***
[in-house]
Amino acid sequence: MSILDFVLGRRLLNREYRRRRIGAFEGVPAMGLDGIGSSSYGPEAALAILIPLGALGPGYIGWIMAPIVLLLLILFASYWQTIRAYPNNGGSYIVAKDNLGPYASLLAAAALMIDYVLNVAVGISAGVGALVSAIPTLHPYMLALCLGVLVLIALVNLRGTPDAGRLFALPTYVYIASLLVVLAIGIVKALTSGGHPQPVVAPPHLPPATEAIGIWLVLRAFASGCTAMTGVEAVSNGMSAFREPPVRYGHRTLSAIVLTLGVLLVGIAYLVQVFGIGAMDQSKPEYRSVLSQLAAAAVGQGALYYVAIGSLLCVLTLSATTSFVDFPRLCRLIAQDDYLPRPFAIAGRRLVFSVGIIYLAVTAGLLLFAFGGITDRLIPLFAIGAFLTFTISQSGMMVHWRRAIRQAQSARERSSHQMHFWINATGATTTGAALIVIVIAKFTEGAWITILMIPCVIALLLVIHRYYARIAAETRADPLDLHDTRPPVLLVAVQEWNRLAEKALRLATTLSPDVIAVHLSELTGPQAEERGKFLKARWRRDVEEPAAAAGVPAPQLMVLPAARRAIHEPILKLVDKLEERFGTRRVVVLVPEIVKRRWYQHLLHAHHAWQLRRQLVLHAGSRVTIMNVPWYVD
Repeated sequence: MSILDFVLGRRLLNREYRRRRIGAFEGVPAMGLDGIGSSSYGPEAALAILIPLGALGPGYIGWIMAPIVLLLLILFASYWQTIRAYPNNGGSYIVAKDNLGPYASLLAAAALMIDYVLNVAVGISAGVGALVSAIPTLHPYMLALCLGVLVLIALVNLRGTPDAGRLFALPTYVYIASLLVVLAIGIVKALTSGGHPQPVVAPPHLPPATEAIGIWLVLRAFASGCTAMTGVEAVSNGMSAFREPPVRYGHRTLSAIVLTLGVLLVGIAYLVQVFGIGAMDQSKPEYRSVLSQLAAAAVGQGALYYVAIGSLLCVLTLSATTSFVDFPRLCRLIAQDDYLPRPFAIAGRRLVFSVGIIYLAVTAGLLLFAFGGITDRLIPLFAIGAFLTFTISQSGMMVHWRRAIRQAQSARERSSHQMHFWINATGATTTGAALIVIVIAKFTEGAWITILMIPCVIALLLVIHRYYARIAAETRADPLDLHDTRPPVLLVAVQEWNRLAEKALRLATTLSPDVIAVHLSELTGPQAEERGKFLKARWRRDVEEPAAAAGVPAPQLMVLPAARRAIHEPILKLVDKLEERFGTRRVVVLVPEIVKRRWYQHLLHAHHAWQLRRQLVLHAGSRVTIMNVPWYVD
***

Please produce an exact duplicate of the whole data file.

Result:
[in-house]
Amino acid sequence: MSILDFVLGRRLLNREYRRRRIGAFEGVPAMGLDGIGSSSYGPEAALAILIPLGALGPGYIGWIMAPIVLLLLILFASYWQTIRAYPNNGGSYIVAKDNLGPYASLLAAAALMIDYVLNVAVGISAGVGALVSAIPTLHPYMLALCLGVLVLIALVNLRGTPDAGRLFALPTYVYIASLLVVLAIGIVKALTSGGHPQPVVAPPHLPPATEAIGIWLVLRAFASGCTAMTGVEAVSNGMSAFREPPVRYGHRTLSAIVLTLGVLLVGIAYLVQVFGIGAMDQSKPEYRSVLSQLAAAAVGQGALYYVAIGSLLCVLTLSATTSFVDFPRLCRLIAQDDYLPRPFAIAGRRLVFSVGIIYLAVTAGLLLFAFGGITDRLIPLFAIGAFLTFTISQSGMMVHWRRAIRQAQSARERSSHQMHFWINATGATTTGAALIVIVIAKFTEGAWITILMIPCVIALLLVIHRYYARIAAETRADPLDLHDTRPPVLLVAVQEWNRLAEKALRLATTLSPDVIAVHLSELTGPQAEERGKFLKARWRRDVEEPAAAAGVPAPQLMVLPAARRAIHEPILKLVDKLEERFGTRRVVVLVPEIVKRRWYQHLLHAHHAWQLRRQLVLHAGSRVTIMNVPWYVD
Repeated sequence: MSILDFVLGRRLLNREYRRRRIGAFEGVPAMGLDGIGSSSYGPEAALAILIPLGALGPGYIGWIMAPIVLLLLILFASYWQTIRAYPNNGGSYIVAKDNLGPYASLLAAAALMIDYVLNVAVGISAGVGALVSAIPTLHPYMLALCLGVLVLIALVNLRGTPDAGRLFALPTYVYIASLLVVLAIGIVKALTSGGHPQPVVAPPHLPPATEAIGIWLVLRAFASGCTAMTGVEAVSNGMSAFREPPVRYGHRTLSAIVLTLGVLLVGIAYLVQVFGIGAMDQSKPEYRSVLSQLAAAAVGQGALYYVAIGSLLCVLTLSATTSFVDFPRLCRLIAQDDYLPRPFAIAGRRLVFSVGIIYLAVTAGLLLFAFGGITDRLIPLFAIGAFLTFTISQSGMMVHWRRAIRQAQSARERSSHQMHFWINATGATTTGAALIVIVIAKFTEGAWITILMIPCVIALLLVIHRYYARIAAETRADPLDLHDTRPPVLLVAVQEWNRLAEKALRLATTLSPDVIAVHLSELTGPQAEERGKFLKARWRRDVEEPAAAAGVPAPQLMVLPAARRAIHEPILKLVDKLEERFGTRRVVVLVPEIVKRRWYQHLLHAHHAWQLRRQLVLHAGSRVTIMNVPWYVD